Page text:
Why papa must still come first

The fathers' race brings out Neanderthal man even in new dads, writesCharles Jennings

It's a scene you get on primary schools' sports fields the length of the country: fathers jostling in a ragged line at one end of a running track. Some of them are loosening ties and slipping out of their brogues into rampantly socked feet; others slough off tracksuit tops and tweak the laces on their trainers; others cough into their hands and try to think of a way not to have to do what they are about to do. It is the fathers' race - the end of the school sports day, a kind of satirical climax to the whole summer term, a reversal of the conventions, the tinies all having a laugh at their soppy-stern dads.

Of course, most fathers get it wrong. Instead of seeing the fathers' race as a piece of entertainment, most of them interpret it as a chance for naked self-assertion, a chance to prove, once and for all, which dad has the aggression, the power, to thrash the rest.

I did this race only twice ever and I was so fanatically last on both occasions that the first time, my older son (then aged six) had to help me across the line while the nastier-minded mums all clapped and said, "Well done!" The second time, I was doing it three-legged with a man who came up only as far as my armpit. We were still going when the next heat began. "Shit," he kept saying. It would have been easier to have picked him up and carried him. Some education authorities have banned fathers' races because of the antagonisms they bring out and the terrible humiliations they inflict, and I would applaud them every step of the way.

But then this kind of brutality is hardly surprising when you consider that all fatherhood is predicated to a greater or lesser extent on the idea of competition, even for the most liberal and modern fathers. You get it in that strut that new fathers adopt as they push the buggy around the park, advertising the fruitfulness of their loins and their covert genius in having a baby at all. You get it in the way fathers bellow at their sons during football games, the aggression of one vicariously exploited by the other. You even get it in the sacramental writings that new fathers compose these days, when magazine editors have their first children, or in Feargal Keane's Letter to Daniel. It's finely wrought prose, all right, but it advertises its author's sensibilities - his ability to yield to feeling - so loudly that in the end you get the overwhelming sensation that what he really wants to do is stake his claim as the most emotionally labile new father, the most in-touch dad.

And after that? After that, the problem is that there's nothing else in fatherhood for fathers, because there is nothing much else that confers competitive status and garners the envy of other fathers. The rest of parenting - the stuff that mothers have had to manage alone for generations - is all low-level toil involving physical care, feeding, playing, socialising, clothing - tasks that men don't see as real tasks at all, not least because they don't get paid for them. However much the involved father tells himself that what he's doing is important and right, he knows that the context in which he will be judged will be the old context, the perceived-status one. Which is why most fathers still stick it to the others on the school sports track in the fathers' race.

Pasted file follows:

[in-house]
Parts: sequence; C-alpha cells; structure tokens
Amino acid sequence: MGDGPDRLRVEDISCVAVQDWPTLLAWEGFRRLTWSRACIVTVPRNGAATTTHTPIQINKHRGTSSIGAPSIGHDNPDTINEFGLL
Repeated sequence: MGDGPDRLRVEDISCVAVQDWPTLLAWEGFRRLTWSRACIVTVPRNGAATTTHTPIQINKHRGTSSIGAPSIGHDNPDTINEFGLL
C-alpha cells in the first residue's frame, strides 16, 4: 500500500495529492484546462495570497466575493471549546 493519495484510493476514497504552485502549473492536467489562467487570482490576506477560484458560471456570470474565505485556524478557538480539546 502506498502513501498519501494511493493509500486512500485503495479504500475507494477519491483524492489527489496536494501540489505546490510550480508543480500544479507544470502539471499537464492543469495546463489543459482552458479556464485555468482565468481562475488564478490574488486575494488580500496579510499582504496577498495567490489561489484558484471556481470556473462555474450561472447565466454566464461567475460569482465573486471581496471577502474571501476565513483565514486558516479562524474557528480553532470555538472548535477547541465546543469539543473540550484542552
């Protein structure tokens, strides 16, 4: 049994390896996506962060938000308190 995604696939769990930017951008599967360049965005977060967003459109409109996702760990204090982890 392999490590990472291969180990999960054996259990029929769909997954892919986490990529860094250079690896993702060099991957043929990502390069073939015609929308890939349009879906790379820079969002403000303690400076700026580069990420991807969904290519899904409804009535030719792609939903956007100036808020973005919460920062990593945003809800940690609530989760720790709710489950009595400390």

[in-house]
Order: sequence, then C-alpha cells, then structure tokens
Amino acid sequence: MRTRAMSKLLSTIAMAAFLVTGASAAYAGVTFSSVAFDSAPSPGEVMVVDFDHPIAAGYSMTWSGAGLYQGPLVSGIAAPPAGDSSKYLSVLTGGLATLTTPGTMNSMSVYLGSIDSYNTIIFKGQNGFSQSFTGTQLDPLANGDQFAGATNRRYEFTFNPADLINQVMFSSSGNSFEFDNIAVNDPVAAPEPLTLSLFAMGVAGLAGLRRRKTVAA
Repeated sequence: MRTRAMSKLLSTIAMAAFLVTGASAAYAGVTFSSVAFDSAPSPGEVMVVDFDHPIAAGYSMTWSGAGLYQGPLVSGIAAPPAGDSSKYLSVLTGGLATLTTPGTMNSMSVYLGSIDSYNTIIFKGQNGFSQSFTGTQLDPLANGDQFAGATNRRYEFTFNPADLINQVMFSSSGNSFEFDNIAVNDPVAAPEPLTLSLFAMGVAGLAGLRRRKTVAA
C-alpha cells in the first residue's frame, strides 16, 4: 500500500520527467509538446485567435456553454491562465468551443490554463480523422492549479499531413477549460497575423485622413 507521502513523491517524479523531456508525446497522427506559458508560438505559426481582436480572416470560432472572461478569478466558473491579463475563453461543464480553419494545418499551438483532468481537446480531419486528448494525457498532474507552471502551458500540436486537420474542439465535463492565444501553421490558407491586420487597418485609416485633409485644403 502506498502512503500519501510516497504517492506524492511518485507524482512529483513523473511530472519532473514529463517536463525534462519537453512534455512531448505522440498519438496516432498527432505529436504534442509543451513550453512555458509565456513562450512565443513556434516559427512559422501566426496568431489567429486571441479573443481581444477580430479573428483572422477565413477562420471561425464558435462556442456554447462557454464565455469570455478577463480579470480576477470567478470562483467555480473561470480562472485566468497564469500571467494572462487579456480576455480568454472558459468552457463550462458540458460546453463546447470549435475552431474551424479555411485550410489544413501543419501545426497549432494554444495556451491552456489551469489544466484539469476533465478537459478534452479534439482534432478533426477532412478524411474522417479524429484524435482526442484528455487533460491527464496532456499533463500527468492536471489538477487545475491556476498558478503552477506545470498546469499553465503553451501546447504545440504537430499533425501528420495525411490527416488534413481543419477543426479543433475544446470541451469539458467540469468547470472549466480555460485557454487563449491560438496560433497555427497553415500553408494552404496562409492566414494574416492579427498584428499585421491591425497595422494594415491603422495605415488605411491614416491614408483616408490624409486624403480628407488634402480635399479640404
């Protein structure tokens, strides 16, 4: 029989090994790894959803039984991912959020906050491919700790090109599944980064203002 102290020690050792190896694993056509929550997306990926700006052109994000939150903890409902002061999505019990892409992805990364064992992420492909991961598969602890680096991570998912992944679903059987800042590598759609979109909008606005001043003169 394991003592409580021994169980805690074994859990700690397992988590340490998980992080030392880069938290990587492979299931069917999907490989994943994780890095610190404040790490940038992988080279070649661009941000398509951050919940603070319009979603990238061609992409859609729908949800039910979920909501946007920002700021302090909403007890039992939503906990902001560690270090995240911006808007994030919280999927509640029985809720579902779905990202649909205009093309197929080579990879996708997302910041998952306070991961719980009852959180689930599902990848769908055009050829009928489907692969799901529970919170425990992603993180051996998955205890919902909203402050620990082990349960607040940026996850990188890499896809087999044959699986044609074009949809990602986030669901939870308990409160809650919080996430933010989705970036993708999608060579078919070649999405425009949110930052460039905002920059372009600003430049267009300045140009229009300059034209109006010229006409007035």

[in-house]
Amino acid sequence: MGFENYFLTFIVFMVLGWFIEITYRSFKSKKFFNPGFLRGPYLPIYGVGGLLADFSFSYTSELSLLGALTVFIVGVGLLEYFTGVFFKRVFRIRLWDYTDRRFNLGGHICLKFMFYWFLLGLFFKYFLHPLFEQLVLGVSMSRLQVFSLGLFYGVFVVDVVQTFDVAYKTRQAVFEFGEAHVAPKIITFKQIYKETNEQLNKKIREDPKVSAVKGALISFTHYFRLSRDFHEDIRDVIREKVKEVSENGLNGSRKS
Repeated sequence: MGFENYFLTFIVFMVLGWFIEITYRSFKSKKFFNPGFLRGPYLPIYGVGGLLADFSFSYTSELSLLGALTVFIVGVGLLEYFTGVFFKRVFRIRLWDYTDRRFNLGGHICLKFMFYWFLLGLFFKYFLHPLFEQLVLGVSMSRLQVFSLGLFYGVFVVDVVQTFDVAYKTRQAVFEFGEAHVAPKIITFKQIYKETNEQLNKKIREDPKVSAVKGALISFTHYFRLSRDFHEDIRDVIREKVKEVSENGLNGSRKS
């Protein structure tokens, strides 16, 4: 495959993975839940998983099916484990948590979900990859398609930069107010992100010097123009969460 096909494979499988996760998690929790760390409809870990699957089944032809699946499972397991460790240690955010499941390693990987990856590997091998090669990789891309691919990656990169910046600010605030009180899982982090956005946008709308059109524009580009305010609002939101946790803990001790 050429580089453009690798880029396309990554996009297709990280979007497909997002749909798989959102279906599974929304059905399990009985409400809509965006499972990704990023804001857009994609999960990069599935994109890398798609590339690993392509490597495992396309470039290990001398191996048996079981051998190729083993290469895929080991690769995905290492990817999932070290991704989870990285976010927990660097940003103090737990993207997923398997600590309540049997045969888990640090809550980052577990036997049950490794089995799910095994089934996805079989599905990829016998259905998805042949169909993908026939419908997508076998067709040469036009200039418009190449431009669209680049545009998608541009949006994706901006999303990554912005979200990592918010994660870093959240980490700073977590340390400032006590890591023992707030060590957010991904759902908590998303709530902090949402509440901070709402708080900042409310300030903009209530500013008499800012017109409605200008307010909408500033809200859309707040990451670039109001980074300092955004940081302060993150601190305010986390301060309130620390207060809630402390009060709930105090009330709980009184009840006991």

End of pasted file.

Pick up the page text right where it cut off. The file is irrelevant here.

This leaves, say, the government's new policy initiative of introducing the option of three months' legal but unpaid parental leave looking a bit forlorn. What father in his right mind is going to give up the prospect of being able to hide at work from the blitz of the first months of childhood and stay at home with his baffling new child, not earning any money? Even paid paternity leave, recently boosted by Cherie Booth, isn't appealing because, even though you earn, you still have to be with your family, rather than out there competing for approval. If you take the father's race as a central metaphor for the whole condition of fatherhood, then one or two policy nudges are going to be no use at all.

The solution is essentially dependent on time and persistence. We men need lots of coaching, lots of examples, lots of confirmation that anything as difficult as this is really worth doing. It took a generation for postwar women to expand their options to the point where they can pursue careers/ stay at home and run a family/do both, and there's still much to do. To persuade men that their options seriously include childcare as well as wage-earning could take centuries. The way in which new fathers are currently cried up in the press suggests that social change is happening now all around us. But the isolated few who make the leap into new fatherhood only serve to point up the vast, unchanging majority.

In order to get real change under way, we need an endless diet of populist, thick- witted, affirmative images of male parenting - Becks hanging up his boots to look after Brooklyn full time, photo-spreads of top buggies in the car pages, celebrity gossip pages revealing Beatrice Dalle running into the arms of a haggard, food-stained house-husband. We need to have the idea of change and mobility drummed into our heads over lifetimes before we start to feel comfortable with the concept.

But even that, plus tax breaks and statutory workplace encouragements, may not work. What if it turns out that if there's no space for rivalry, then there's no space for maleness? It is not, after all, enough that I should succeed: my rivals must fail, too. What do you do, then? Build even bigger buggies, with more and more features, to parade ostentatiously around the supermarket? Give in to the inevitable and make the father's race an Olympic sport? It will take some doing to get the man out of the father.

The author's "Fathers' Race: a book about paternity" is published by Little, Brown, £16.99